Billionaire investor Leon Cooperman says Fed relief efforts have created a 'speculative bubble'

  • Billionaire investor Leon Cooperman told Bloomberg that the Fed has created a “speculative bubble.”
  • Cooperman said markets are not focused on the debt in the US that’s growing at a pace far exceeding the general economy.

  • The investor said that he sees the continued “artificial support” for the economy as negative.

Wall Street legend Leon Cooperman told Bloomberg on Monday that the Fed has created a “real speculative bubble.”

The hedge fund manager said he’s “uncomfortable” at the moment because the market is not focused on the amount of debt being created in the nation. Cooperman emphasised that the US has piled up $US21 trillion of debt in its 244 years, and said it will probably end 2020 with $US27 trillion in debt.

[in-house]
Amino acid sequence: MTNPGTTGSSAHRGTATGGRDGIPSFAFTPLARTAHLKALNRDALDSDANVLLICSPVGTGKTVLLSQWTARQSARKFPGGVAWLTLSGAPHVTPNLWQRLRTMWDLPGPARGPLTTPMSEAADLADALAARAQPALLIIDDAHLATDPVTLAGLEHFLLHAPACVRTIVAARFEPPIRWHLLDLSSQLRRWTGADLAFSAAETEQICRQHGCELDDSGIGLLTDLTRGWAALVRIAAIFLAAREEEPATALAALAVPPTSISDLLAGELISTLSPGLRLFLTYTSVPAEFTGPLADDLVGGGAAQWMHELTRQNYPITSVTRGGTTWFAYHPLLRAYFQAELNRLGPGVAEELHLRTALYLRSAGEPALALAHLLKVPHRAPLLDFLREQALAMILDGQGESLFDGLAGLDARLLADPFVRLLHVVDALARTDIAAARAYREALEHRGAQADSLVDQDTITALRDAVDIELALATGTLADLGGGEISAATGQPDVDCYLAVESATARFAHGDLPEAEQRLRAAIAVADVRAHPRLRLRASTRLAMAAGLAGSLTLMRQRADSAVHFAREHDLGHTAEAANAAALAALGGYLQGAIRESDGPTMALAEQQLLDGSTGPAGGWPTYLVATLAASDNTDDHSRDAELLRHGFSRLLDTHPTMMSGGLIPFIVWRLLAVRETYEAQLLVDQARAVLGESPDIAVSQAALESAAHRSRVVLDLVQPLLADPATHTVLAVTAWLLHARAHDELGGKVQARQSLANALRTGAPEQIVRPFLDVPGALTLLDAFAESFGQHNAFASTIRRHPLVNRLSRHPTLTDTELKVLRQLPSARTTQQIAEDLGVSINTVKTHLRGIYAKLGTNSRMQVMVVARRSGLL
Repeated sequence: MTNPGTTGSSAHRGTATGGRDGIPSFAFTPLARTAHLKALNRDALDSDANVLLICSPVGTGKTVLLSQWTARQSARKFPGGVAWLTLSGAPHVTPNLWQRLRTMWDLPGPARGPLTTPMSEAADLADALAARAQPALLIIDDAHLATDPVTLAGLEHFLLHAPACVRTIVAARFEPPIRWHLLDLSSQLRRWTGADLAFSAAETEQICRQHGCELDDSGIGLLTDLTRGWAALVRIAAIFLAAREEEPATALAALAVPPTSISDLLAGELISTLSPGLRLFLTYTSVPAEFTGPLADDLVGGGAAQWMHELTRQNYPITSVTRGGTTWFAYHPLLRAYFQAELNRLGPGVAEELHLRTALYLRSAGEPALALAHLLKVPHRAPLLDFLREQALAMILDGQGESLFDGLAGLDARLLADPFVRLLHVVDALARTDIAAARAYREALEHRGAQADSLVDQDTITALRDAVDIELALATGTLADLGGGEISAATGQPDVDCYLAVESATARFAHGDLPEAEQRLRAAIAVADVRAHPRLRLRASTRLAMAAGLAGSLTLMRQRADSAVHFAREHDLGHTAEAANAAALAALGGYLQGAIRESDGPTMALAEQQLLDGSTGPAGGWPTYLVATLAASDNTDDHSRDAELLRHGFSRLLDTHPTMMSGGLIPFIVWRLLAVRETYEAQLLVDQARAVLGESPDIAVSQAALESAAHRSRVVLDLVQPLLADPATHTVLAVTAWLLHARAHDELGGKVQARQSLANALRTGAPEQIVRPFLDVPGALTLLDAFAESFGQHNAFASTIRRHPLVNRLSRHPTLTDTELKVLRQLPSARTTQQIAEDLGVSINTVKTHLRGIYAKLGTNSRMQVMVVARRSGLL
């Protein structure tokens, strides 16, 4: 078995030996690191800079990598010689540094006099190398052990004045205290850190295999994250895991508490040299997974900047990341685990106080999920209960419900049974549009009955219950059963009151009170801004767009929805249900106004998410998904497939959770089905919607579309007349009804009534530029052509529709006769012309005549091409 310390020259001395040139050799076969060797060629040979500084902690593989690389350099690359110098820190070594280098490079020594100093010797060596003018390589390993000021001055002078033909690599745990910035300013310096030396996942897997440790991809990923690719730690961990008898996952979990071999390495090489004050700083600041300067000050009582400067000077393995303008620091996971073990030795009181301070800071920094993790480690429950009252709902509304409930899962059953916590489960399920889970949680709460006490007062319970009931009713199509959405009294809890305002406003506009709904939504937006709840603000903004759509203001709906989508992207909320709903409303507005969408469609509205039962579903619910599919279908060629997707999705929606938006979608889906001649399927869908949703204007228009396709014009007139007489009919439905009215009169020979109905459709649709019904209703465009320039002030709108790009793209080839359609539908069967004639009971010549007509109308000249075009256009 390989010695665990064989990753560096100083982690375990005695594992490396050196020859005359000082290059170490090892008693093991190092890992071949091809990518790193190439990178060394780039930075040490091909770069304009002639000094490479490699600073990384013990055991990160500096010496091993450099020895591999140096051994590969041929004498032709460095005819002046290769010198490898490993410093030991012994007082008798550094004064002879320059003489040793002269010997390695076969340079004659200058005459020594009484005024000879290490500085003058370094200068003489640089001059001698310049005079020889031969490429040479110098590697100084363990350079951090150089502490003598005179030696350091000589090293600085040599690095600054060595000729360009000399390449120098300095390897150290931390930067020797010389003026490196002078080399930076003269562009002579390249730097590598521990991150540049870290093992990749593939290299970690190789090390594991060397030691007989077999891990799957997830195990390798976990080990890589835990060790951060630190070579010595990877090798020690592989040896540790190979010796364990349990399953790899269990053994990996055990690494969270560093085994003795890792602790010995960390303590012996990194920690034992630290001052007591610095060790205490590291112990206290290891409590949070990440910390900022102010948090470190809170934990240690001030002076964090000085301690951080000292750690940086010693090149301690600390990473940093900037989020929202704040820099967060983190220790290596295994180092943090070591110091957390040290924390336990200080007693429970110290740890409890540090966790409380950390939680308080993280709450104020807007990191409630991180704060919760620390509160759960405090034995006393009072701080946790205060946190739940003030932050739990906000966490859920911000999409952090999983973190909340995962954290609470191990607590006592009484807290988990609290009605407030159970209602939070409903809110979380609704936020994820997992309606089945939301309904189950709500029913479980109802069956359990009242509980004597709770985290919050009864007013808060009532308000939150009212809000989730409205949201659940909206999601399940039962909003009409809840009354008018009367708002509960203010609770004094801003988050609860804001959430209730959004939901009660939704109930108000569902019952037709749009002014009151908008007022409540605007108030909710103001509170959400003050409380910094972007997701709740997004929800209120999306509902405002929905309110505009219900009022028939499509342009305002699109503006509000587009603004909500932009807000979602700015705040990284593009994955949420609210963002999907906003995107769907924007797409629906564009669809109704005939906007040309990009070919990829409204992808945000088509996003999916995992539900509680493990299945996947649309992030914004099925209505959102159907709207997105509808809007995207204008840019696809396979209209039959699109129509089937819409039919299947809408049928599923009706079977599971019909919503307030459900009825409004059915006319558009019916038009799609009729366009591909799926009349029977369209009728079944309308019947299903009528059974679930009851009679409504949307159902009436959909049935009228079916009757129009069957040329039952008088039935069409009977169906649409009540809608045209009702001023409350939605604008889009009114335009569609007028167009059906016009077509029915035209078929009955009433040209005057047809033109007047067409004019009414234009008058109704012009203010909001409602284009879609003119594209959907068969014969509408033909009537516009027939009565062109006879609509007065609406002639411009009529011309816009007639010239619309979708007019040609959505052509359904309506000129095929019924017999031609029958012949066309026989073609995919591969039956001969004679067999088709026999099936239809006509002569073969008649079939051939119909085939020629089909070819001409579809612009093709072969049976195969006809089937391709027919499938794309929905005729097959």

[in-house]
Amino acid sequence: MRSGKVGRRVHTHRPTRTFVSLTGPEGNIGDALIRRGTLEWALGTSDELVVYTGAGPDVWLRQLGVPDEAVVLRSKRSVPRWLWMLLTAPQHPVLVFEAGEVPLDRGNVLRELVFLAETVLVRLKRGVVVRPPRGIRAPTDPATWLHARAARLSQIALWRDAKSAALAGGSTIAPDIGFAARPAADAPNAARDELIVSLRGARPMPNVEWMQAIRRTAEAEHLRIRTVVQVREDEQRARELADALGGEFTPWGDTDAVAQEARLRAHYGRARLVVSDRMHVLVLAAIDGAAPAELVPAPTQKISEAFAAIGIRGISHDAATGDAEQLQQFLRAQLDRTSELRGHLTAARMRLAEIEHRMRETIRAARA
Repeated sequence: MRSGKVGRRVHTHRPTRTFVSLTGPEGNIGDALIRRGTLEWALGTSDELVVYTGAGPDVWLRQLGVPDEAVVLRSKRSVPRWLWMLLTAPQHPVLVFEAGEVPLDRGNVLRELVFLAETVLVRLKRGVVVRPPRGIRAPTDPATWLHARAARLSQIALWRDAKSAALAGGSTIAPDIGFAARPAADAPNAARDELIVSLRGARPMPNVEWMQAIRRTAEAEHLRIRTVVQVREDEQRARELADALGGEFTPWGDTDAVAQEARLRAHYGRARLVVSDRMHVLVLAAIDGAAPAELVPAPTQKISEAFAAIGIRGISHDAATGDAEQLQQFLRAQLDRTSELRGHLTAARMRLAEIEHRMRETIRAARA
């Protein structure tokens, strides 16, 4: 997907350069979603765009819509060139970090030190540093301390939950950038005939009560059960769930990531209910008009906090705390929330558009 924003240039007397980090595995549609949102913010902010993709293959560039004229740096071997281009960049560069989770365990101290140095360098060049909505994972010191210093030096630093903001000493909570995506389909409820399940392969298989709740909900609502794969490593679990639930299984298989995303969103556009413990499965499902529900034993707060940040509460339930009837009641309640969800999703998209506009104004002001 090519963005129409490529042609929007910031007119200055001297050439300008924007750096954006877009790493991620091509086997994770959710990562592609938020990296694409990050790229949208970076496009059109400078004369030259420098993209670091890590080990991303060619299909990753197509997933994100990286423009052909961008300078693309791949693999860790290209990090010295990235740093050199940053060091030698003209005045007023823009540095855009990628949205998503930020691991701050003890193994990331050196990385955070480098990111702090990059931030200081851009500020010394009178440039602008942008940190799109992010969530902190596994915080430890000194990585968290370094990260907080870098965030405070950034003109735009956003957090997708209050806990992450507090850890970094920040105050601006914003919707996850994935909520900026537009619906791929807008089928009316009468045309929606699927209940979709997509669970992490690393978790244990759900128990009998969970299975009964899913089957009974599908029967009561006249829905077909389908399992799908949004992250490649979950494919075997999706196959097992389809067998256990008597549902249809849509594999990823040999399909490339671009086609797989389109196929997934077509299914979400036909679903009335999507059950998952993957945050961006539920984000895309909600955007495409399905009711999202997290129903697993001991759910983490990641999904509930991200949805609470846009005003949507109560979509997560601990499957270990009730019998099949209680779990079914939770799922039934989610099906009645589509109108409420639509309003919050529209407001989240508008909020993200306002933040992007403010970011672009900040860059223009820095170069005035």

“That is a growth rate in debt far in excess of what the economy is growing at and I think that’s going to be a problem down the road,” he said. Cooperman also said that the US has had artificial support for the economy since 2008, and he sees this as a negative.


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The Federal Reserve cut its benchmark interest rate to near zero in March to soften the economic fallout of the pandemic. Cooperman said low interest rates are indicative of a problematic economy, and that zero interest rates are creating a “very speculative tone to the market.”

“What I’ve not fully appreciated is what a zero-interest rate environment does for stocks. I was focused on the fact that we’ve had zero interest rates in Japan and Europe and their stocks are five or six multiple points below the United States market,” Cooperman said.

The investor also mentioned that he is not buying bank stocks soon even though he believes they’re cheap at the moment. “I’m concerned about financial conditions generally so I’m not adding to my banks,” Cooperman said.

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